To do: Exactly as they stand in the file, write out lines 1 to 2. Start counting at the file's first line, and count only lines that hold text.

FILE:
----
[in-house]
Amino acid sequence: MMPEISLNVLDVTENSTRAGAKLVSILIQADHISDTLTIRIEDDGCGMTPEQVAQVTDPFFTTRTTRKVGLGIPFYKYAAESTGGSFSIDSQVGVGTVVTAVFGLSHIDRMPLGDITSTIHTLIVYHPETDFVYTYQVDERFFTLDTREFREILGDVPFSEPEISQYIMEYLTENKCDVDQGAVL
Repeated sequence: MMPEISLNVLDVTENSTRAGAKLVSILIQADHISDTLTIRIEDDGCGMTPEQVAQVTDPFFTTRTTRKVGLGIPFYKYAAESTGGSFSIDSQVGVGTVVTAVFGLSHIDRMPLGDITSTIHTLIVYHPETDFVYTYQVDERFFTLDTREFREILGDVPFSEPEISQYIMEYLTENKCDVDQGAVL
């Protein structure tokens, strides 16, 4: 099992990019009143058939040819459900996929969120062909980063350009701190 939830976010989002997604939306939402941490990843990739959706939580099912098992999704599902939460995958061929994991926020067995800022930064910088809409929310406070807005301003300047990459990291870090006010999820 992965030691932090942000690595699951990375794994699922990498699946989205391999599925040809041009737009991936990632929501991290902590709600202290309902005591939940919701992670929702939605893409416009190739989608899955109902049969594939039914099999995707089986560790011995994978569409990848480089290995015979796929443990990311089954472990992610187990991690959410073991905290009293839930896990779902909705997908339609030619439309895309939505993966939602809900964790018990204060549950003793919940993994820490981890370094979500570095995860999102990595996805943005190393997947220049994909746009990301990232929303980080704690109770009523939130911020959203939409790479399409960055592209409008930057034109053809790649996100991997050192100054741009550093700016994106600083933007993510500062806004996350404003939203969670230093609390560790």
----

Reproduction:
[in-house]
Amino acid sequence: MMPEISLNVLDVTENSTRAGAKLVSILIQADHISDTLTIRIEDDGCGMTPEQVAQVTDPFFTTRTTRKVGLGIPFYKYAAESTGGSFSIDSQVGVGTVVTAVFGLSHIDRMPLGDITSTIHTLIVYHPETDFVYTYQVDERFFTLDTREFREILGDVPFSEPEISQYIMEYLTENKCDVDQGAVL